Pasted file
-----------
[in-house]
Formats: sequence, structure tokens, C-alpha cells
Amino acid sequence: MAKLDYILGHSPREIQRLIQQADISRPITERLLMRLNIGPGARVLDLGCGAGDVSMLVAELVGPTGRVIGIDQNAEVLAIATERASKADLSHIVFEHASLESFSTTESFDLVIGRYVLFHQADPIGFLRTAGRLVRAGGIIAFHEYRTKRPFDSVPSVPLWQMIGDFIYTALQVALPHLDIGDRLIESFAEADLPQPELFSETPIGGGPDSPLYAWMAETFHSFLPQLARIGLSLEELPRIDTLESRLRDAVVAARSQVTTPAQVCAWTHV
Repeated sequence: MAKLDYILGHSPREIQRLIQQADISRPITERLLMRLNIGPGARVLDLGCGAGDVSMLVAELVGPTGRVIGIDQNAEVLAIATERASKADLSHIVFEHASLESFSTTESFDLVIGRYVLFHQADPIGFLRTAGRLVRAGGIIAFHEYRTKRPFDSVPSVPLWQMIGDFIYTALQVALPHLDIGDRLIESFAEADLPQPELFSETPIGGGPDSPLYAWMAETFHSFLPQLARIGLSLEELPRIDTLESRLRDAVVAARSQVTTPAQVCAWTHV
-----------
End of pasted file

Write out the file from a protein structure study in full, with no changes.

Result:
[in-house]
Formats: sequence, structure tokens, C-alpha cells
Amino acid sequence: MAKLDYILGHSPREIQRLIQQADISRPITERLLMRLNIGPGARVLDLGCGAGDVSMLVAELVGPTGRVIGIDQNAEVLAIATERASKADLSHIVFEHASLESFSTTESFDLVIGRYVLFHQADPIGFLRTAGRLVRAGGIIAFHEYRTKRPFDSVPSVPLWQMIGDFIYTALQVALPHLDIGDRLIESFAEADLPQPELFSETPIGGGPDSPLYAWMAETFHSFLPQLARIGLSLEELPRIDTLESRLRDAVVAARSQVTTPAQVCAWTHV
Repeated sequence: MAKLDYILGHSPREIQRLIQQADISRPITERLLMRLNIGPGARVLDLGCGAGDVSMLVAELVGPTGRVIGIDQNAEVLAIATERASKADLSHIVFEHASLESFSTTESFDLVIGRYVLFHQADPIGFLRTAGRLVRAGGIIAFHEYRTKRPFDSVPSVPLWQMIGDFIYTALQVALPHLDIGDRLIESFAEADLPQPELFSETPIGGGPDSPLYAWMAETFHSFLPQLARIGLSLEELPRIDTLESRLRDAVVAARSQVTTPAQVCAWTHV